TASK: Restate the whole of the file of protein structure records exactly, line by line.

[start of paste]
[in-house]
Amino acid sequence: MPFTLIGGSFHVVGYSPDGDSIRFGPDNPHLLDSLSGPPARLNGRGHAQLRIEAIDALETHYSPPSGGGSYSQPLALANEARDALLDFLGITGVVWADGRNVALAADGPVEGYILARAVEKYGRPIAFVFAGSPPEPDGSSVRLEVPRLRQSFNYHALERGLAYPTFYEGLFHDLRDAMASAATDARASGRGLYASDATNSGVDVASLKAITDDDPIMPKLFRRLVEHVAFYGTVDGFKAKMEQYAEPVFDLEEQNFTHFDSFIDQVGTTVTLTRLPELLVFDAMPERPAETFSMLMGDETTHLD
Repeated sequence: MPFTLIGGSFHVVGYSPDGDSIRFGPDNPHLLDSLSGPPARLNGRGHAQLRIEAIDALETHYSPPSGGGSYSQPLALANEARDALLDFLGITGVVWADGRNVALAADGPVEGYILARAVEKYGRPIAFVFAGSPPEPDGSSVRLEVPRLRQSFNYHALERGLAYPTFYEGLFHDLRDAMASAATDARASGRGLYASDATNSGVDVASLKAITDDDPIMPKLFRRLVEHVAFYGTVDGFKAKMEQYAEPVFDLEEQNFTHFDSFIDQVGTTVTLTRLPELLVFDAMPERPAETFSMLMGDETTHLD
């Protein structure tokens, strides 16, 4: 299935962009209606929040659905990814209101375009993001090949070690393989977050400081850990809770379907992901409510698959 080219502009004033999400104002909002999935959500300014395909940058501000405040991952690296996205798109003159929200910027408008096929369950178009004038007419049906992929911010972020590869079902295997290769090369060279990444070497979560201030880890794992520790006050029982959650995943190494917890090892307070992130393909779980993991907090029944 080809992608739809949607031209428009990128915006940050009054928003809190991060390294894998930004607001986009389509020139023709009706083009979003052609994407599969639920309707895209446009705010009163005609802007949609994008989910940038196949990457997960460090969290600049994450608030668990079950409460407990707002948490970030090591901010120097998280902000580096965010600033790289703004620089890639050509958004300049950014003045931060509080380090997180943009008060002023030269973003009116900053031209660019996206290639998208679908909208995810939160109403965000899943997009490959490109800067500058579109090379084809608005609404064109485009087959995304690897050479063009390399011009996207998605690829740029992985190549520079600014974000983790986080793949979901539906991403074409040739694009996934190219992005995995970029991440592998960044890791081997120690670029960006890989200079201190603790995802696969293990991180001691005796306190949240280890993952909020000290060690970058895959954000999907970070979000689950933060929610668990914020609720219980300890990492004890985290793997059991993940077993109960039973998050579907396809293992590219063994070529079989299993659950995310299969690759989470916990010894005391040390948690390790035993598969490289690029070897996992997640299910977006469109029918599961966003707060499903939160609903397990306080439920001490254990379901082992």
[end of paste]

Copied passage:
[in-house]
Amino acid sequence: MPFTLIGGSFHVVGYSPDGDSIRFGPDNPHLLDSLSGPPARLNGRGHAQLRIEAIDALETHYSPPSGGGSYSQPLALANEARDALLDFLGITGVVWADGRNVALAADGPVEGYILARAVEKYGRPIAFVFAGSPPEPDGSSVRLEVPRLRQSFNYHALERGLAYPTFYEGLFHDLRDAMASAATDARASGRGLYASDATNSGVDVASLKAITDDDPIMPKLFRRLVEHVAFYGTVDGFKAKMEQYAEPVFDLEEQNFTHFDSFIDQVGTTVTLTRLPELLVFDAMPERPAETFSMLMGDETTHLD
Repeated sequence: MPFTLIGGSFHVVGYSPDGDSIRFGPDNPHLLDSLSGPPARLNGRGHAQLRIEAIDALETHYSPPSGGGSYSQPLALANEARDALLDFLGITGVVWADGRNVALAADGPVEGYILARAVEKYGRPIAFVFAGSPPEPDGSSVRLEVPRLRQSFNYHALERGLAYPTFYEGLFHDLRDAMASAATDARASGRGLYASDATNSGVDVASLKAITDDDPIMPKLFRRLVEHVAFYGTVDGFKAKMEQYAEPVFDLEEQNFTHFDSFIDQVGTTVTLTRLPELLVFDAMPERPAETFSMLMGDETTHLD
């Protein structure tokens, strides 16, 4: 299935962009209606929040659905990814209101375009993001090949070690393989977050400081850990809770379907992901409510698959 080219502009004033999400104002909002999935959500300014395909940058501000405040991952690296996205798109003159929200910027408008096929369950178009004038007419049906992929911010972020590869079902295997290769090369060279990444070497979560201030880890794992520790006050029982959650995943190494917890090892307070992130393909779980993991907090029944 080809992608739809949607031209428009990128915006940050009054928003809190991060390294894998930004607001986009389509020139023709009706083009979003052609994407599969639920309707895209446009705010009163005609802007949609994008989910940038196949990457997960460090969290600049994450608030668990079950409460407990707002948490970030090591901010120097998280902000580096965010600033790289703004620089890639050509958004300049950014003045931060509080380090997180943009008060002023030269973003009116900053031209660019996206290639998208679908909208995810939160109403965000899943997009490959490109800067500058579109090379084809608005609404064109485009087959995304690897050479063009390399011009996207998605690829740029992985190549520079600014974000983790986080793949979901539906991403074409040739694009996934190219992005995995970029991440592998960044890791081997120690670029960006890989200079201190603790995802696969293990991180001691005796306190949240280890993952909020000290060690970058895959954000999907970070979000689950933060929610668990914020609720219980300890990492004890985290793997059991993940077993109960039973998050579907396809293992590219063994070529079989299993659950995310299969690759989470916990010894005391040390948690390790035993598969490289690029070897996992997640299910977006469109029918599961966003707060499903939160609903397990306080439920001490254990379901082992």